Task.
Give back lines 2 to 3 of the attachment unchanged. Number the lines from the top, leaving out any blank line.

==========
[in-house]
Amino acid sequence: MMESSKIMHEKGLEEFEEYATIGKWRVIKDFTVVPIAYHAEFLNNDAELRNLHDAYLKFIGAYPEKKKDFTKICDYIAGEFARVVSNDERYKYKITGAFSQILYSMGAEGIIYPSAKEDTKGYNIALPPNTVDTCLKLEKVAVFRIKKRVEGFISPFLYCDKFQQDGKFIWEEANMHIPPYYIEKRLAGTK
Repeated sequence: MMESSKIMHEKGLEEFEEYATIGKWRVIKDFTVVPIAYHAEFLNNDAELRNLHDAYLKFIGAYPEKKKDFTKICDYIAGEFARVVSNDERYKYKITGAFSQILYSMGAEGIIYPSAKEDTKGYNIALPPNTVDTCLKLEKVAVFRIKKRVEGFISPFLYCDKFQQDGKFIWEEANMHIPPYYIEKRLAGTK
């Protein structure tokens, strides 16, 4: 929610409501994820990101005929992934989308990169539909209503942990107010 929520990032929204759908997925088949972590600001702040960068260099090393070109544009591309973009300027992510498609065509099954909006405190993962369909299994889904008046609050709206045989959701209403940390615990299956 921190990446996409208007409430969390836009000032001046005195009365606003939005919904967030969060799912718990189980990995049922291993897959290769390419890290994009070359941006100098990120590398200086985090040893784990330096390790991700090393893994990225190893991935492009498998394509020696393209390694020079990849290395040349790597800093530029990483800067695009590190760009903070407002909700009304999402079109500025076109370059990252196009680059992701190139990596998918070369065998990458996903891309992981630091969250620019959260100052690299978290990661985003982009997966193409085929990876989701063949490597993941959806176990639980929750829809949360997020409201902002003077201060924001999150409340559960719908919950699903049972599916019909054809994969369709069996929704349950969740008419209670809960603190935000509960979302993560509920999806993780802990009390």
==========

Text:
Amino acid sequence: MMESSKIMHEKGLEEFEEYATIGKWRVIKDFTVVPIAYHAEFLNNDAELRNLHDAYLKFIGAYPEKKKDFTKICDYIAGEFARVVSNDERYKYKITGAFSQILYSMGAEGIIYPSAKEDTKGYNIALPPNTVDTCLKLEKVAVFRIKKRVEGFISPFLYCDKFQQDGKFIWEEANMHIPPYYIEKRLAGTK
Repeated sequence: MMESSKIMHEKGLEEFEEYATIGKWRVIKDFTVVPIAYHAEFLNNDAELRNLHDAYLKFIGAYPEKKKDFTKICDYIAGEFARVVSNDERYKYKITGAFSQILYSMGAEGIIYPSAKEDTKGYNIALPPNTVDTCLKLEKVAVFRIKKRVEGFISPFLYCDKFQQDGKFIWEEANMHIPPYYIEKRLAGTK